Nor has there been any doubt as to the meaning of the ruling in the Funk case, supra, with respect to Sec. 616 of The Vehicle Code. In Commonwealth v. Cronin, 336 Pa. 469, 474, 9 A.2d 408, it was said that "... the hearing de novo in the court below protected defendant against on arbitrary exercise of power on the part of the Secretary." Again in Handwerk Automobile License Case, 348 Pa. 263, 264-265, 35 A.2d 289, the late Mr. Justice PATTERSON said and emphasized that " The obvious intent of the legislature was to vest in the several courts of common pleas broad discretionary power.... In the exercise of the broad power thus conferred by the legislature, the courts are to administer justice according to the evidence and circumstances presented...." The case of Commonwealth v. Herzog, 359 Pa. 641, 642-643, 60 A.2d 37, is a direct refutation of the Commonwealth's present contention. In the Herzog case where the lower court did not consider the evidence de novo but determined merely that "... the action of the Secretary of Revenue was justified by the available evidence in the case", we said that "Such an approach to the problem

[ 364 Pa. Page 571]

    was, of course, contrary to the intention of The Vehicle Code."

The case of Bureau of Highway Safety v. Wright, 355 Pa. 307, 310, 311, 49 A.2d 783, upon which the Commonwealth most strongly relies in the instant case derogates not at all from the principles enunciated and followed in all of the prior decisions from the Funk case onward. In the Wright case, -- "The basis upon which the court belw acted... was erroneous as a matter of law" in that the court deemed the license suspension a double penalty "... added arbitrarily to the one [fine and costs] already inflicted [by the justice of the peace]" which, of course, it was not. The one sanction is penal and the other civil: Commonwealth v. Funk, supra, at p. 400.Moreover, the Wright case, supra, is clearly distinguishable from the present. There, the hearing judge found the petitioner to have been guilty of reckless driving, -- an offense which ordinarily connotes danger to life and limb. Indeed, the circumstances were such as to cause the hearing judge to comment that, "... the officer making the arrest would have been derelict in his duty had he not made the arrest." And, we further pointed out that there was not "a suggestion of a single word in mitigation of the offense... to be found in the record."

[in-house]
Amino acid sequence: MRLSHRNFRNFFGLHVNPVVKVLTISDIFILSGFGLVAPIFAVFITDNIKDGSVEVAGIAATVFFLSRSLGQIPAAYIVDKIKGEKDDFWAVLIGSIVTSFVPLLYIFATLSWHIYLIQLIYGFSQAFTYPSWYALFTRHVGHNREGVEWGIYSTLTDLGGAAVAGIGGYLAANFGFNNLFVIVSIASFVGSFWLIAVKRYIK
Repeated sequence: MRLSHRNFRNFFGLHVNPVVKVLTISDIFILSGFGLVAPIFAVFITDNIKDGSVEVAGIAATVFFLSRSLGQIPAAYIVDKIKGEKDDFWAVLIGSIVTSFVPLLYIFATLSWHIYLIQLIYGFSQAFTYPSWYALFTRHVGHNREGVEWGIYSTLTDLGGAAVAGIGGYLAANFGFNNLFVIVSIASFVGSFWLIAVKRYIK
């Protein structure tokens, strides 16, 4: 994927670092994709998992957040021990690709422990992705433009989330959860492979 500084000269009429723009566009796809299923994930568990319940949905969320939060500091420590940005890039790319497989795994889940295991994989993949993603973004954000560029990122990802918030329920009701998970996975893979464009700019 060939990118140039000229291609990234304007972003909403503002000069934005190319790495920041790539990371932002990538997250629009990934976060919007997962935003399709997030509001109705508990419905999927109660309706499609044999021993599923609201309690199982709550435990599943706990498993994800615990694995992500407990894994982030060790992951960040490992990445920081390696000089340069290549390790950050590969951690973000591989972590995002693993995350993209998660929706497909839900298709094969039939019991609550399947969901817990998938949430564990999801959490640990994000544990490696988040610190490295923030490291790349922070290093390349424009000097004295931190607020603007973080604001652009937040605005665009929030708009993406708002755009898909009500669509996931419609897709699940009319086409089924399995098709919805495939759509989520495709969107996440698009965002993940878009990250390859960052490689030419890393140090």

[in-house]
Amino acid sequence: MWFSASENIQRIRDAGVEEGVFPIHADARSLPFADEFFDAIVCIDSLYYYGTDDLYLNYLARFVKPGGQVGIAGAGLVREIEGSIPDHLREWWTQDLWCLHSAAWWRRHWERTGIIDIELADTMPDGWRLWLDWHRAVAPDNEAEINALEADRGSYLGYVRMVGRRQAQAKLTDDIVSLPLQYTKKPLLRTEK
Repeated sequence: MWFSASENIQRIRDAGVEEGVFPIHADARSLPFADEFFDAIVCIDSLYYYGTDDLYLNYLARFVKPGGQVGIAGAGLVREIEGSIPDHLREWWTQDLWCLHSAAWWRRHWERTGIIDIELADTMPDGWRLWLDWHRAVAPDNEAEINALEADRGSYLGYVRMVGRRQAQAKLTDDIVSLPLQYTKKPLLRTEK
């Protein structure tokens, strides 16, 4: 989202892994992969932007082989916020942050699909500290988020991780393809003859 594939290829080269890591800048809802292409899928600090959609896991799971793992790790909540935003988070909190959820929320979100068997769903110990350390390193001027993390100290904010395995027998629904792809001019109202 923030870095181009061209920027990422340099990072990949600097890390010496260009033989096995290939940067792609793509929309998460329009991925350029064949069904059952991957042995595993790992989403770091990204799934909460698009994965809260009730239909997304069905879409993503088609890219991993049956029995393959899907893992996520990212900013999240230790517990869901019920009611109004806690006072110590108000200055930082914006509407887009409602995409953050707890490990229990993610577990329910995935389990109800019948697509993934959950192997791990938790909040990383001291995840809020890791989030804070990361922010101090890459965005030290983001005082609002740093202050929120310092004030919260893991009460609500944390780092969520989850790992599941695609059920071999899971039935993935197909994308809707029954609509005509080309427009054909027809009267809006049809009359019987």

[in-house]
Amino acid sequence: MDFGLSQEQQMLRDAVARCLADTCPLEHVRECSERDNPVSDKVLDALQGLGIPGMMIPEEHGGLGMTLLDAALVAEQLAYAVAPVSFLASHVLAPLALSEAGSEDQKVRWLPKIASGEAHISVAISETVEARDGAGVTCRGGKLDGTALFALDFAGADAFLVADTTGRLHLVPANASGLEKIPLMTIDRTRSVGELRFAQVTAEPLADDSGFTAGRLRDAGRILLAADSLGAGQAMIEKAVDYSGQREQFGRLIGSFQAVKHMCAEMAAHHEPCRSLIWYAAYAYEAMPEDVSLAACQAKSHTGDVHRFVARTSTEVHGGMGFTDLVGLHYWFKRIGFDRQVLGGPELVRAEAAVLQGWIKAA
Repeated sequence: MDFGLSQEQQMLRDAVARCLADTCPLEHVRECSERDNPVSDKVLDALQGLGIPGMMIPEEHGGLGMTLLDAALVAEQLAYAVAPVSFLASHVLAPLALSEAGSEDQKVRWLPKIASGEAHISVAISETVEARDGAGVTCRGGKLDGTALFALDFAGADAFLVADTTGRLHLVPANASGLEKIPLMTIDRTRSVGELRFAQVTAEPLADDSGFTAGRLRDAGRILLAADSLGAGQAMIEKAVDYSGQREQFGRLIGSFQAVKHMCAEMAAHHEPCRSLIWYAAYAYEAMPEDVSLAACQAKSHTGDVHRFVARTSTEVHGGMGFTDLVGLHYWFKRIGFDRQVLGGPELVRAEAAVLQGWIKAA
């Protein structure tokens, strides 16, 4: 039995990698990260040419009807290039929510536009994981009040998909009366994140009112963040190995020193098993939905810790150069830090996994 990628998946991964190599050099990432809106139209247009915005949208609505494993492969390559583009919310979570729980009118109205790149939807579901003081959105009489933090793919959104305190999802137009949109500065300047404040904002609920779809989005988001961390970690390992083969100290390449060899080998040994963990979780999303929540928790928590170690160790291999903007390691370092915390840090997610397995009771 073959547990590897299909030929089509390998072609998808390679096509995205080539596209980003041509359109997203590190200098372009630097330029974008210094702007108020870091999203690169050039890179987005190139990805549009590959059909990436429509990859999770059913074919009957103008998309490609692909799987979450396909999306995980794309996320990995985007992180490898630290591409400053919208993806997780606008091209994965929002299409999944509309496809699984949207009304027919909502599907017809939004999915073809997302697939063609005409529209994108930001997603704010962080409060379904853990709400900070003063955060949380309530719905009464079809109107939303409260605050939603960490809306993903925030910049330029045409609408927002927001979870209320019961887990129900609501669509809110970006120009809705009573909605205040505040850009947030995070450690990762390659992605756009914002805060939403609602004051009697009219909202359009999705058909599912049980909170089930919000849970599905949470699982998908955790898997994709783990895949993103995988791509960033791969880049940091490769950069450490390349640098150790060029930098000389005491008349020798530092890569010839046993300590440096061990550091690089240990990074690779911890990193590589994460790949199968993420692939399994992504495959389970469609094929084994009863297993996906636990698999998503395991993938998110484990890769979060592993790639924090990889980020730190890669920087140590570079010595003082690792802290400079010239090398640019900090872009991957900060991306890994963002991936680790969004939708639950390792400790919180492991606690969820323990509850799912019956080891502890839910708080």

The scope of our review in a case such as the present is narrowly limited. As we have frequently noted, -- "... the action of the hearing court... may not be interfered with upon appeal except for a manifest abuse of discretion of error of law": Bureau of Highway Safety v. Wright, supra, citing Handwerk Automobile License Case, supra; Hardwick Automobile License Case, 348 Pa. 266, 267, 35 A.2d 391; Schwartz Automobile License Case, 348 Pa. 267, 268, 35 A.2d 290; Commonwealth v. Irwin, 345 Pa. 504, 507, 29 A.2d 68; and Commonwealth v. Cronin, supra.

[ 364 Pa. Page 572]

The action of the learned court below in the instant case did not constitute an error of law. Wherein, then, was it an abuse of discretion? The Handwerk, Hardwick and Schwartz cases, supra, all involved license suspensions for speed violations where the common pleas court sustained the appeals and this court affirmed. In fact, the findings by the lower court from the evidence adduced in the instant case are quite analogous to the findings made in the Schwartz case, supra. Our approval of those cases does not mean that a speed violation alone is insufficient to justify suspension of an operator's license. It is indeed sufficient if, in the opinion of the court from all the evidence taken on the hearing, the suspension is merited: Commonwealth v. Herzog, supra. Nor does a court automatically abuse its discretion by discriminating between the circumstances in which speed violations are committed. On an appeal from the action of the Secretary, the matter of license suspension must necessarily rest in the sound discretion of the court. Not otherwise can justice in such matters be judicially administered. There is nothing in the record now before us whereby we could say that the learned court below manifestly abused its discretion.

Order affirmed at the appellant's costs.

Bell, J. dissents.


Order affirmed at the appellant's costs.